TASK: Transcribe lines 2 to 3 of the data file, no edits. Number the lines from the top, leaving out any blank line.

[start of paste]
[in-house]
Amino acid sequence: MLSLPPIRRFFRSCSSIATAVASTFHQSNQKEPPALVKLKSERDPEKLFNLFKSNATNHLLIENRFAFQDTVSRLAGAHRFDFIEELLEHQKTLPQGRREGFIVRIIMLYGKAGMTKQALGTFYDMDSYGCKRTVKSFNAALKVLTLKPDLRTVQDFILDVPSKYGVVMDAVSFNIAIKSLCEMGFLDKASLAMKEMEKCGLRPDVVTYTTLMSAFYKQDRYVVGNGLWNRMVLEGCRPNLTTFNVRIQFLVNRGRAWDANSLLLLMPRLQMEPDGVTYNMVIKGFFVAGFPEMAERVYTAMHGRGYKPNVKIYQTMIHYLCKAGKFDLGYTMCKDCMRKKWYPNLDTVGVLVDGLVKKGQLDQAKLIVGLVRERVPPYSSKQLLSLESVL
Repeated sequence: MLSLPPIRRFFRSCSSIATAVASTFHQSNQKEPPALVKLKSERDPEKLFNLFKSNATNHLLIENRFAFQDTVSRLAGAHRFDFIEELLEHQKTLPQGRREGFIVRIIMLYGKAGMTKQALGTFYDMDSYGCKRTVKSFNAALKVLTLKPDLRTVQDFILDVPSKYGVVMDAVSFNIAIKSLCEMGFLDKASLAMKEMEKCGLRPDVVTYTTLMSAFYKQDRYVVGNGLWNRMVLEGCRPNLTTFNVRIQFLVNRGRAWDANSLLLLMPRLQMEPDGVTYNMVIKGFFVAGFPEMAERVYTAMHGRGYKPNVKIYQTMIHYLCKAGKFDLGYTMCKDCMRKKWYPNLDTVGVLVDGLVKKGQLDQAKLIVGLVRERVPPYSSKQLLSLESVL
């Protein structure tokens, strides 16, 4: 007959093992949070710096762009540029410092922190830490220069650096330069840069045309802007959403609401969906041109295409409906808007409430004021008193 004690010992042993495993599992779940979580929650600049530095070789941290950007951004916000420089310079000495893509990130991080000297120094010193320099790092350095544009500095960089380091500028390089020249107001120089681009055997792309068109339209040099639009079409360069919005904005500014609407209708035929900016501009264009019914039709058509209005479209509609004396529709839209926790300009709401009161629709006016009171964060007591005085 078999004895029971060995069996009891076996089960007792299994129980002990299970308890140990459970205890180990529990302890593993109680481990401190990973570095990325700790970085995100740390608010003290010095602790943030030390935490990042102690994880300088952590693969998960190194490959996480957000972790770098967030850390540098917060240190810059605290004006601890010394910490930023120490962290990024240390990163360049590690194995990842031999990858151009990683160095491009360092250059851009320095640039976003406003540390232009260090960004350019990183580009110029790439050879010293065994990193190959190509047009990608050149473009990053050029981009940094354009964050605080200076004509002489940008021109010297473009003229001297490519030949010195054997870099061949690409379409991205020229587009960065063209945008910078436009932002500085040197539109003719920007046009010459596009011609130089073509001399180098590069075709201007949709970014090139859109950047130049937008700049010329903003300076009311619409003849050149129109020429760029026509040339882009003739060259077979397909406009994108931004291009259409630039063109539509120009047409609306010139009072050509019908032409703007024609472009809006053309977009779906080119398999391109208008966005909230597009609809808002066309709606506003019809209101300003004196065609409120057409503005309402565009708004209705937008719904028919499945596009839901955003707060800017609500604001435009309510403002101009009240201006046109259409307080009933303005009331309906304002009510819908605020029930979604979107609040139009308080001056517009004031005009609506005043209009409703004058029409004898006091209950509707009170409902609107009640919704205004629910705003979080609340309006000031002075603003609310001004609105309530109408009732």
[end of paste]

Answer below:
Amino acid sequence: MLSLPPIRRFFRSCSSIATAVASTFHQSNQKEPPALVKLKSERDPEKLFNLFKSNATNHLLIENRFAFQDTVSRLAGAHRFDFIEELLEHQKTLPQGRREGFIVRIIMLYGKAGMTKQALGTFYDMDSYGCKRTVKSFNAALKVLTLKPDLRTVQDFILDVPSKYGVVMDAVSFNIAIKSLCEMGFLDKASLAMKEMEKCGLRPDVVTYTTLMSAFYKQDRYVVGNGLWNRMVLEGCRPNLTTFNVRIQFLVNRGRAWDANSLLLLMPRLQMEPDGVTYNMVIKGFFVAGFPEMAERVYTAMHGRGYKPNVKIYQTMIHYLCKAGKFDLGYTMCKDCMRKKWYPNLDTVGVLVDGLVKKGQLDQAKLIVGLVRERVPPYSSKQLLSLESVL
Repeated sequence: MLSLPPIRRFFRSCSSIATAVASTFHQSNQKEPPALVKLKSERDPEKLFNLFKSNATNHLLIENRFAFQDTVSRLAGAHRFDFIEELLEHQKTLPQGRREGFIVRIIMLYGKAGMTKQALGTFYDMDSYGCKRTVKSFNAALKVLTLKPDLRTVQDFILDVPSKYGVVMDAVSFNIAIKSLCEMGFLDKASLAMKEMEKCGLRPDVVTYTTLMSAFYKQDRYVVGNGLWNRMVLEGCRPNLTTFNVRIQFLVNRGRAWDANSLLLLMPRLQMEPDGVTYNMVIKGFFVAGFPEMAERVYTAMHGRGYKPNVKIYQTMIHYLCKAGKFDLGYTMCKDCMRKKWYPNLDTVGVLVDGLVKKGQLDQAKLIVGLVRERVPPYSSKQLLSLESVL